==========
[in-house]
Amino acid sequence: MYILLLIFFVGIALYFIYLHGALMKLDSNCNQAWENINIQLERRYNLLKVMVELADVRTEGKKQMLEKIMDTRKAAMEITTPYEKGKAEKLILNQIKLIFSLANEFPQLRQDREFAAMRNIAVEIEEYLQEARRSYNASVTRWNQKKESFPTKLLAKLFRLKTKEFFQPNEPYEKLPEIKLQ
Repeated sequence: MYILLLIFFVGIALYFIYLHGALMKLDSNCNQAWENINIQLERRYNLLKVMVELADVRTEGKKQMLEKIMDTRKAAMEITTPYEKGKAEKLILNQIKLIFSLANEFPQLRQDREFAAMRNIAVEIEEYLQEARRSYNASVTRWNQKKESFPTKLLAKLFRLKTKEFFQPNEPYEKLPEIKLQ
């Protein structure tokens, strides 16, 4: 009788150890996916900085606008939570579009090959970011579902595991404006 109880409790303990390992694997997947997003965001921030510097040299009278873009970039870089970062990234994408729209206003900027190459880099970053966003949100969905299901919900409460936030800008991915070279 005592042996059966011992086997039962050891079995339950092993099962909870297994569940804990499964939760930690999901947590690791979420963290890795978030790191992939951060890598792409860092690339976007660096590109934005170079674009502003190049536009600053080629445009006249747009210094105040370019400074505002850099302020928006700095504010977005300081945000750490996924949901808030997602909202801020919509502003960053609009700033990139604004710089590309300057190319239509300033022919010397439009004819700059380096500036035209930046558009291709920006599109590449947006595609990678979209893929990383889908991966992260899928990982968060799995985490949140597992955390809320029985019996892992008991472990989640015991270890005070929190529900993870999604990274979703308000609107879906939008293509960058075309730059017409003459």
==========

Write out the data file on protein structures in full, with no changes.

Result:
[in-house]
Amino acid sequence: MYILLLIFFVGIALYFIYLHGALMKLDSNCNQAWENINIQLERRYNLLKVMVELADVRTEGKKQMLEKIMDTRKAAMEITTPYEKGKAEKLILNQIKLIFSLANEFPQLRQDREFAAMRNIAVEIEEYLQEARRSYNASVTRWNQKKESFPTKLLAKLFRLKTKEFFQPNEPYEKLPEIKLQ
Repeated sequence: MYILLLIFFVGIALYFIYLHGALMKLDSNCNQAWENINIQLERRYNLLKVMVELADVRTEGKKQMLEKIMDTRKAAMEITTPYEKGKAEKLILNQIKLIFSLANEFPQLRQDREFAAMRNIAVEIEEYLQEARRSYNASVTRWNQKKESFPTKLLAKLFRLKTKEFFQPNEPYEKLPEIKLQ
């Protein structure tokens, strides 16, 4: 009788150890996916900085606008939570579009090959970011579902595991404006 109880409790303990390992694997997947997003965001921030510097040299009278873009970039870089970062990234994408729209206003900027190459880099970053966003949100969905299901919900409460936030800008991915070279 005592042996059966011992086997039962050891079995339950092993099962909870297994569940804990499964939760930690999901947590690791979420963290890795978030790191992939951060890598792409860092690339976007660096590109934005170079674009502003190049536009600053080629445009006249747009210094105040370019400074505002850099302020928006700095504010977005300081945000750490996924949901808030997602909202801020919509502003960053609009700033990139604004710089590309300057190319239509300033022919010397439009004819700059380096500036035209930046558009291709920006599109590449947006595609990678979209893929990383889908991966992260899928990982968060799995985490949140597992955390809320029985019996892992008991472990989640015991270890005070929190529900993870999604990274979703308000609107879906939008293509960058075309730059017409003459």